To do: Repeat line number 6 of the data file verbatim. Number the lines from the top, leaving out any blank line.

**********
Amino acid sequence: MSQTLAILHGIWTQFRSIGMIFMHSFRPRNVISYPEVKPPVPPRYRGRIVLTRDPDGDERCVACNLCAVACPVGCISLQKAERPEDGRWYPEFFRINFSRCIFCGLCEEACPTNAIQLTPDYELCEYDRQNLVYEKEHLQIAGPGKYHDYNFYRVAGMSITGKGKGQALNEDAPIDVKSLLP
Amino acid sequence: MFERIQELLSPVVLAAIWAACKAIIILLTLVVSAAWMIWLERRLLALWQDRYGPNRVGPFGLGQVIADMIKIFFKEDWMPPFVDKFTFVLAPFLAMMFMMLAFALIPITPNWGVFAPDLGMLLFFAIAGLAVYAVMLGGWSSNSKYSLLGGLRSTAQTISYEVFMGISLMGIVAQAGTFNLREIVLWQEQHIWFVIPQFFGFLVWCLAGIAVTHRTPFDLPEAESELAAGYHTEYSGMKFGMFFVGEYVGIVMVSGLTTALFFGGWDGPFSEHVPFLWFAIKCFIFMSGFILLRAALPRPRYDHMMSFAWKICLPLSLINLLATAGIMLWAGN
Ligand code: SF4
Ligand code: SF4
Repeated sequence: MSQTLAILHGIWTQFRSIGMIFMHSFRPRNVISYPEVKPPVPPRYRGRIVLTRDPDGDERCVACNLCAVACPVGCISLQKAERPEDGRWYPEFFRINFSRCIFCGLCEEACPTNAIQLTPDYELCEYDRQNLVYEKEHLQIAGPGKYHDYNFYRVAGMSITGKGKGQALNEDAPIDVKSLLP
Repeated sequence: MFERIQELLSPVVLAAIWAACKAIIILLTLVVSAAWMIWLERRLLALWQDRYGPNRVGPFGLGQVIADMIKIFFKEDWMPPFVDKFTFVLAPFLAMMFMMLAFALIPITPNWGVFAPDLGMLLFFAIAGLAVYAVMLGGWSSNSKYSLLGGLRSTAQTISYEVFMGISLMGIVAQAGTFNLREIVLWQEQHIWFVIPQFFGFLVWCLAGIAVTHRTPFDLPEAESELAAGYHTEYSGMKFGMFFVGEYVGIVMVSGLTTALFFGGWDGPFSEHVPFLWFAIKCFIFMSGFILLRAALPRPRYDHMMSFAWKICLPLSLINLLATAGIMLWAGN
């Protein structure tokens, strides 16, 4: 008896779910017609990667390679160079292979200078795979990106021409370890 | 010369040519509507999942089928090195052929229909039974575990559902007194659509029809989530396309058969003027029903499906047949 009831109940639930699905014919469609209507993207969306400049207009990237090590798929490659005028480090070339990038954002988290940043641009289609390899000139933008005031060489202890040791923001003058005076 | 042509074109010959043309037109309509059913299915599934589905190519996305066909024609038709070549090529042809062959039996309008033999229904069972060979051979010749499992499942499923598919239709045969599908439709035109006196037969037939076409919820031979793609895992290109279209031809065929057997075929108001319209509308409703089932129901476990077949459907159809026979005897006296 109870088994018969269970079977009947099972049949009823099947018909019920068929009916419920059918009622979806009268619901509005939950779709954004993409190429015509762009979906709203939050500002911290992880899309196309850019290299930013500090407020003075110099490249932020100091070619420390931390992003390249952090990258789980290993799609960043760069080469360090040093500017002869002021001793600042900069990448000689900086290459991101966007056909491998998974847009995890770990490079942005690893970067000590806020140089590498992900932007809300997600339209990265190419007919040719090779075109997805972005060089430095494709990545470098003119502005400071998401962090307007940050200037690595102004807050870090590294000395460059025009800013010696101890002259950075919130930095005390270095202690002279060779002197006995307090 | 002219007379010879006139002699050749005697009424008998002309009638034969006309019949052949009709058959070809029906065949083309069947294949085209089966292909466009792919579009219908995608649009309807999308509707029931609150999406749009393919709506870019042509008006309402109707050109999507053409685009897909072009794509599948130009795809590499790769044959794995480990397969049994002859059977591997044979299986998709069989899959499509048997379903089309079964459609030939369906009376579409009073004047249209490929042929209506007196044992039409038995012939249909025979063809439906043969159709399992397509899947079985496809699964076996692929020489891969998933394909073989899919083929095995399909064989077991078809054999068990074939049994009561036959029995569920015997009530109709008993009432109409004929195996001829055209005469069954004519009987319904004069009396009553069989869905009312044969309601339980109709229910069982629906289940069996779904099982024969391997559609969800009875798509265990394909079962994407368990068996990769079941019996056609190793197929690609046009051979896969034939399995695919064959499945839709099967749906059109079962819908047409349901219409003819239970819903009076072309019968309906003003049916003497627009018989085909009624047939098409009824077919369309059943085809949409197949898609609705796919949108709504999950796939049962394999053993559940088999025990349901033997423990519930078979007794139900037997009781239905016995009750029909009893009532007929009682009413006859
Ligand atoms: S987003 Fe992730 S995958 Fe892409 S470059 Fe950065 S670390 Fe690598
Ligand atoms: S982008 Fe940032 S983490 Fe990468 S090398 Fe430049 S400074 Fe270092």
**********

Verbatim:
Repeated sequence: MFERIQELLSPVVLAAIWAACKAIIILLTLVVSAAWMIWLERRLLALWQDRYGPNRVGPFGLGQVIADMIKIFFKEDWMPPFVDKFTFVLAPFLAMMFMMLAFALIPITPNWGVFAPDLGMLLFFAIAGLAVYAVMLGGWSSNSKYSLLGGLRSTAQTISYEVFMGISLMGIVAQAGTFNLREIVLWQEQHIWFVIPQFFGFLVWCLAGIAVTHRTPFDLPEAESELAAGYHTEYSGMKFGMFFVGEYVGIVMVSGLTTALFFGGWDGPFSEHVPFLWFAIKCFIFMSGFILLRAALPRPRYDHMMSFAWKICLPLSLINLLATAGIMLWAGN